So, good luck to you, Ben Carson. I hope we never get to see what would happen if an armed man comes for you.
Much is made of the noxious atmosphere in blog and newspaper comment sections. “See,” say critics, “this is what you get with anonymous comments.” That may be true, but people who sign their name aren’t any better.
Take Facebook, for example.
News outlets have gotten in the habit of posting stories to their Facebook site, and the posts often get hundreds of comments — many of them amazingly insulting and abusive. Here’s a sample from a story a local TV station posted about a couple accused in an animal abuse case:
Let’s be clear: abusing animals is abhorrent to me, but the people in question haven’t been convicted of anything, just arrested. We’re not just throwing the accused into the stocks, but lining up the villagers to hurl tomatoes at them.
Can’t they moderate this stuff? Of course — but I’m told it would be impossible due to the huge number of comments. Filters can be set to screen bad language and individual complaints can be fielded, but a full-time commitment to Facebook comments isn’t something a local TV station can afford.
You could argue that comment abusers are violating Facebook’s terms of service and that page owners are not responsible. That might be technically correct — but if your name is at the top of the page, it’s not that simple.
Americans were so outraged with the Ferguson grand jury decision that many of them actually tweeted about it.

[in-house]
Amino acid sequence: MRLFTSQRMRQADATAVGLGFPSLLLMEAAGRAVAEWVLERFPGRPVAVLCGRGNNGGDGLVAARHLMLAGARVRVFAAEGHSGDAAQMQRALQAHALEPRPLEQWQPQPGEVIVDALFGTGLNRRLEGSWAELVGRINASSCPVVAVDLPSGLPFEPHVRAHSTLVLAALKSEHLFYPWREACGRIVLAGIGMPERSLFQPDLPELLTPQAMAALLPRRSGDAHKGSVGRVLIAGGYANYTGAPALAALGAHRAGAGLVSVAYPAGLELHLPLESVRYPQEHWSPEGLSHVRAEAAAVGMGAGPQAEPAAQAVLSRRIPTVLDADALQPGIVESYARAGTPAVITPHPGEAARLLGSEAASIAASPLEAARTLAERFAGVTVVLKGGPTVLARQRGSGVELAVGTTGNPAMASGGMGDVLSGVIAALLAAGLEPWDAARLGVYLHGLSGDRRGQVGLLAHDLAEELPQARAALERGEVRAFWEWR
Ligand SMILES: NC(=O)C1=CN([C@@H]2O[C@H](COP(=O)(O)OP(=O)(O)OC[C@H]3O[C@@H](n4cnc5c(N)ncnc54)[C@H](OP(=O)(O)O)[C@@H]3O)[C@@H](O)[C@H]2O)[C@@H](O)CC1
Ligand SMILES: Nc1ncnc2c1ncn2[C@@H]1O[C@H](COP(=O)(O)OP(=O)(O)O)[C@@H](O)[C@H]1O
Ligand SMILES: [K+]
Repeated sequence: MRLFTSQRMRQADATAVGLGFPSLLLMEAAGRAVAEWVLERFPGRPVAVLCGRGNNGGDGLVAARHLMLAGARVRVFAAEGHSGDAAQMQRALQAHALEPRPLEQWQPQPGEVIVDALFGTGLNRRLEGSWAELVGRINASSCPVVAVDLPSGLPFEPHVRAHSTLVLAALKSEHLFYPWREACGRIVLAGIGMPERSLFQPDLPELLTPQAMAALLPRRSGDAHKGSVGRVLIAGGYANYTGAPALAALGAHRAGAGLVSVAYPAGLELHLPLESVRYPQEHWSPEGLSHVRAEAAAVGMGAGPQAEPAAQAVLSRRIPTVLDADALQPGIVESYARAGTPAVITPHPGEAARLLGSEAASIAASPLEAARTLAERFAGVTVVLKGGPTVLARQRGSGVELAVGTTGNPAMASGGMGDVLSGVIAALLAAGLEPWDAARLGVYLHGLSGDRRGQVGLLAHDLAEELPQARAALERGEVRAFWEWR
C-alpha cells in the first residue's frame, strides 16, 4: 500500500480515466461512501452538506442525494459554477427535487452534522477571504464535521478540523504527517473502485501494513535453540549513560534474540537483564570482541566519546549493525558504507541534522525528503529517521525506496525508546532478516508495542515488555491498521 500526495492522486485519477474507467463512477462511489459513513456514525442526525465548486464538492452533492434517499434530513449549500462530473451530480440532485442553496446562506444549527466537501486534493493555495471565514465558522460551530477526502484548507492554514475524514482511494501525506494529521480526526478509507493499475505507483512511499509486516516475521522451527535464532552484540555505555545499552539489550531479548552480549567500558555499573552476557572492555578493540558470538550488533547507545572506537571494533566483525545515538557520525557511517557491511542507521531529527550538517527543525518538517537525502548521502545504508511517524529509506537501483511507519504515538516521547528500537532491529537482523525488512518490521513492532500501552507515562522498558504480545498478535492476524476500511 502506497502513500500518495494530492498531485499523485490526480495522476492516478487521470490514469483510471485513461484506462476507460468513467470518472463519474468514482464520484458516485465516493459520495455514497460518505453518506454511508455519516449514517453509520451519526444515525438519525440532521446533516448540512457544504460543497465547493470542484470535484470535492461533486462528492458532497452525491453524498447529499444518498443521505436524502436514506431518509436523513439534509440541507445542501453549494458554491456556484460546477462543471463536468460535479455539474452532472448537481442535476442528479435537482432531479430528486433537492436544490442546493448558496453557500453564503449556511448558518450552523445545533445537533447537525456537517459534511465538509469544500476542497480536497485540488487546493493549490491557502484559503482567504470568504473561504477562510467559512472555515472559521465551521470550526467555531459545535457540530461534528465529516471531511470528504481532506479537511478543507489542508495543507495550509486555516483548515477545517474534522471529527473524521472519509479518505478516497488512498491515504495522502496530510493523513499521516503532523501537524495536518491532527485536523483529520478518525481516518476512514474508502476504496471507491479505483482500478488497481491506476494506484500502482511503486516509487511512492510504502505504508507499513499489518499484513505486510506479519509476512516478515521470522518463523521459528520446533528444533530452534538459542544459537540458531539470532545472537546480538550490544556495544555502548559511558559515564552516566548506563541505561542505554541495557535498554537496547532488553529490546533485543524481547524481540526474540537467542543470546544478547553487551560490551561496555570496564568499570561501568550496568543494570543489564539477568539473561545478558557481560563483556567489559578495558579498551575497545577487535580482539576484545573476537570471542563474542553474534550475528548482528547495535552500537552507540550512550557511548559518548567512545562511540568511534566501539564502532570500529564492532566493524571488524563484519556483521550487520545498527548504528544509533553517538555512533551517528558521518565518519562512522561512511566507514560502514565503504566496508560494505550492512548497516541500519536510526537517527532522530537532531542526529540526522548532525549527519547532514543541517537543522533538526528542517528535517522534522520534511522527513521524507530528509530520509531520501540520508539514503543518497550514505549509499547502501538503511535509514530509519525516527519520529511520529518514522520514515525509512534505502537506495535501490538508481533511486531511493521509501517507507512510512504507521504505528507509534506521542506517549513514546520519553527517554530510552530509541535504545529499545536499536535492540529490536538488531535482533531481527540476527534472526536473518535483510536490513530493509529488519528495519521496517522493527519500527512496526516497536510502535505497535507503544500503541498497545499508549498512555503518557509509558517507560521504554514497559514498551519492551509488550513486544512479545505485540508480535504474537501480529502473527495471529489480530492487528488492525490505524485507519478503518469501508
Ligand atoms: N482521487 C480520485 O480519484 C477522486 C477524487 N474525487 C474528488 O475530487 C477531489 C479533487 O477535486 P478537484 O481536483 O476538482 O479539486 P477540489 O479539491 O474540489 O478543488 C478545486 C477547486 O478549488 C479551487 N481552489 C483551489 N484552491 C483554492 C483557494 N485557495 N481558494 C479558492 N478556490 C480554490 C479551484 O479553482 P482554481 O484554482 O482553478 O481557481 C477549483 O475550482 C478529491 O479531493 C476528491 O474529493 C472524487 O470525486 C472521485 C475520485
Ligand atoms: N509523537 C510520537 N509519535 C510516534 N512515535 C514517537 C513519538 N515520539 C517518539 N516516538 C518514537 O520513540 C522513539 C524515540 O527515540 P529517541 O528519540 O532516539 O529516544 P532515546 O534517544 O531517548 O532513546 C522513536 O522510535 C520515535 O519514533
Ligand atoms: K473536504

If only we’d had Twitter during the Vietnam war and the civil rights movement. Who knows what would have been possible with so many people sitting on their couches blurting out their opinions to nobody in particular.
The derelict Wellington Hotel Annex is going to be demolished tomorrow and it’s probably the most exciting thing to happen in Albany since Henry Hudson stepped off the Half Moon in 1609.
They’re going to blow the place up in a controlled implosion that was originally scheduled for Thursday, August 22 — in the middle of a work day. The Thursday blast date had a very casual feel to it, sort of like, “Hey, no problem, we’re just blowing up an 11 story building.”
So, what I want to know is what’s different now, because Albany has set up an exclusion zone surrounding the Wellington, closing every street in or out.
Imposion street closings
Just to clarify, on Thursday it was OK to have thousands of people in the surrounding offices, but on Saturday we have to close every street. Puzzling.
UPDATED: In case you didn’t see it, here’s video of the big eveng from All Over Albany.